upon bioassay research and careful testing via chromatography, it was
clear beyond any doubt that this species was indeed "active" and in
fact possessed a very simialr alkaloid profile and content to T.
peruvianus!



Basically I am considering obtaining some of these interesting
cacti from the dept. store I mentioned above for ornamental purposes,
but I would like to know exactly what they are!

God, it's even possible that they could even be hybrids, as there are two specimens look exactly like San Pedro cacti, except they possess very fine, tiny spines about 2-3 millimeters in length</span>. My experience (and the wisdom of others whom I trust on the matter) has always taught me that T. pachanoi NEVER has spines</span>-- so is this an entirely different spp., a hybrid, or an exception to the "rule of thumb"?

In addtion to those, there are about 4 of them that I am 99%
sure are peruvianus spp., and about 2 or 3 that my be T. bridgesii or
something like that. I am less confident in positively
identifying the ones that look like T. bridgesii, as this spp. is
markedly different in appearance than either T. peruvianus or T.
pachanoi, and there are several unrelated spp. of cacti that IMHO look
a lot like how T. bridgesii is supposed to appear.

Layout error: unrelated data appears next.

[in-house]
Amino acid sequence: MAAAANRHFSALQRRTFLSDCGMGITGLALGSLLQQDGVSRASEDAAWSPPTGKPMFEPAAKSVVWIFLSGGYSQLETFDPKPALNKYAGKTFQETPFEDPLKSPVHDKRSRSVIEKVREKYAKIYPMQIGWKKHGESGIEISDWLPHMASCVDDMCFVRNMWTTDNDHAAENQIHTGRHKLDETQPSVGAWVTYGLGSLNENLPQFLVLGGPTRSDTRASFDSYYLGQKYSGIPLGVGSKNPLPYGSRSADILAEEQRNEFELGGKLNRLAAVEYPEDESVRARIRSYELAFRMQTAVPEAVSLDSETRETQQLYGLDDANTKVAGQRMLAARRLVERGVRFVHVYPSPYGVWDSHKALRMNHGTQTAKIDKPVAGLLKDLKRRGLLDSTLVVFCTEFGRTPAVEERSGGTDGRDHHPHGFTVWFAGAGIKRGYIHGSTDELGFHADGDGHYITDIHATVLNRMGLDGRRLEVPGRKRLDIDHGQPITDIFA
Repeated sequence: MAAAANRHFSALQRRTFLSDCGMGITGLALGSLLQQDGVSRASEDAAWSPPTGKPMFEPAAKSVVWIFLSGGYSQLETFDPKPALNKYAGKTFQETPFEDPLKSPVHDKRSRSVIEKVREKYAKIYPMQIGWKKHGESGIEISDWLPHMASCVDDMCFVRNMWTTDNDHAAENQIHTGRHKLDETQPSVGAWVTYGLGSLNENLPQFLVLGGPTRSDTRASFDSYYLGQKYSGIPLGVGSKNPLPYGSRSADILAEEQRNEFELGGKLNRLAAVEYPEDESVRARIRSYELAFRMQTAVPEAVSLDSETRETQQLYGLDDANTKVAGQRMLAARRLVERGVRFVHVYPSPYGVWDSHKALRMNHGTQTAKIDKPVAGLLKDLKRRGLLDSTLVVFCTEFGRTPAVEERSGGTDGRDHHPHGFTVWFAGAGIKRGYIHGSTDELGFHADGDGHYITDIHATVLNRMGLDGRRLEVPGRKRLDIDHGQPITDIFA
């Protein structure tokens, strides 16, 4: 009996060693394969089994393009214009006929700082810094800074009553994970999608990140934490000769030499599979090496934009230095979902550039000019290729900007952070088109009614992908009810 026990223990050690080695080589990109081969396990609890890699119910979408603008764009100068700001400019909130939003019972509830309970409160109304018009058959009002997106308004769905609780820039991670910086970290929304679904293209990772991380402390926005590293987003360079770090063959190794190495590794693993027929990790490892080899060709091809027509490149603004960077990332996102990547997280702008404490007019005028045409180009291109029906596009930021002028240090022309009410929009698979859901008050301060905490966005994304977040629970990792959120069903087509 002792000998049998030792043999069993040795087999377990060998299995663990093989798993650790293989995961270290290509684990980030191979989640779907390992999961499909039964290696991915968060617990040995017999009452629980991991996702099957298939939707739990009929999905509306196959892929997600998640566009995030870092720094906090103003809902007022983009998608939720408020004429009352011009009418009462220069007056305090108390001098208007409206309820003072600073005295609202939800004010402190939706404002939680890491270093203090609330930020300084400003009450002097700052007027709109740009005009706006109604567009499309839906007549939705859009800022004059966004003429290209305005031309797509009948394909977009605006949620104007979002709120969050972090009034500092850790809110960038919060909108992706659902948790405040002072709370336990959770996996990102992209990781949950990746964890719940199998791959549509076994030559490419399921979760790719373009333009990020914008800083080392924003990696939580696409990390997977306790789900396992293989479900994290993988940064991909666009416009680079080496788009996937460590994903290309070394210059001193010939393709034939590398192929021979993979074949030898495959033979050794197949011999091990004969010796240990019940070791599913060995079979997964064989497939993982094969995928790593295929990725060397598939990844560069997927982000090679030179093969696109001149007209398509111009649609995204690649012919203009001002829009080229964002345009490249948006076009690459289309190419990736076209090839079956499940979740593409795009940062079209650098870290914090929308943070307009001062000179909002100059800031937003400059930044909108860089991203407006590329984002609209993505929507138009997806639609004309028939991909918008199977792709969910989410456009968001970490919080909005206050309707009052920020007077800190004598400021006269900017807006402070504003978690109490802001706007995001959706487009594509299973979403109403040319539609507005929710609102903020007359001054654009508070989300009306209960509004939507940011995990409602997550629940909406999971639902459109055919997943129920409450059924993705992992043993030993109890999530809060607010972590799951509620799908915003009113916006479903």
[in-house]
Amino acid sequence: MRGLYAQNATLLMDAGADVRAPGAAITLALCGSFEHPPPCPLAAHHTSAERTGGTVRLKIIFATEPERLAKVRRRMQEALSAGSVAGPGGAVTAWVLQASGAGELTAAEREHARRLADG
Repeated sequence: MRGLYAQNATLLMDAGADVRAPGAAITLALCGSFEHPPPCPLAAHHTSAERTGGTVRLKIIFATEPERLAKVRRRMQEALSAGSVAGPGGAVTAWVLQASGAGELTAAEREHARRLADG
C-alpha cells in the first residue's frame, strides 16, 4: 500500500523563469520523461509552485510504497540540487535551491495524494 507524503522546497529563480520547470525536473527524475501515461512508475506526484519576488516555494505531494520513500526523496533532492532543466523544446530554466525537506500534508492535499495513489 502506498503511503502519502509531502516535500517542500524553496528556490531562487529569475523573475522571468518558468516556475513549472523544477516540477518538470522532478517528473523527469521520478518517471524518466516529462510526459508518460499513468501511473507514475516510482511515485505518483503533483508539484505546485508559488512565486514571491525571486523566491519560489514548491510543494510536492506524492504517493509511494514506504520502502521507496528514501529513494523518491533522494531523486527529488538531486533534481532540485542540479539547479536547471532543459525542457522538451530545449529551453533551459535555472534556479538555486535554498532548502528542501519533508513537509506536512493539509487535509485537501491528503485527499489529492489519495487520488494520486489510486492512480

So what's that point of all this? I suppose it's this--
besides hiring a botanist that specializes in the Cactaceae, or
undergoing a potnetialy risky subjective bioassay, how can one be sure,
or at least reasonably certain that they are dealing with a particular
given spp. that has been positively-identified correctly?



Perhaps another spin on this contemplative argument is this:

Although most psilocybin-active mushrooms are in the genus
Psilocybe (occasionally called Stropharia), they nearly all share
certain physical characteristics that are related to their alkaliod
content. For example, if a given mushroom yields a purple-brown
spore-print, has a gelatinous pellicle, and produces a bluing reaction
when handled or "bruised", is is very like a psilocybian (i.e.
psilocyin-containing) mushroom, regardless of the specific genus or
species. The bluing reaction in particular is a result of the
presence of concentrated amounts of indole-type alkaloids.

Now, could there be a certain set of physical traits and/or
characteristics involving cacti that could serve as indicators of the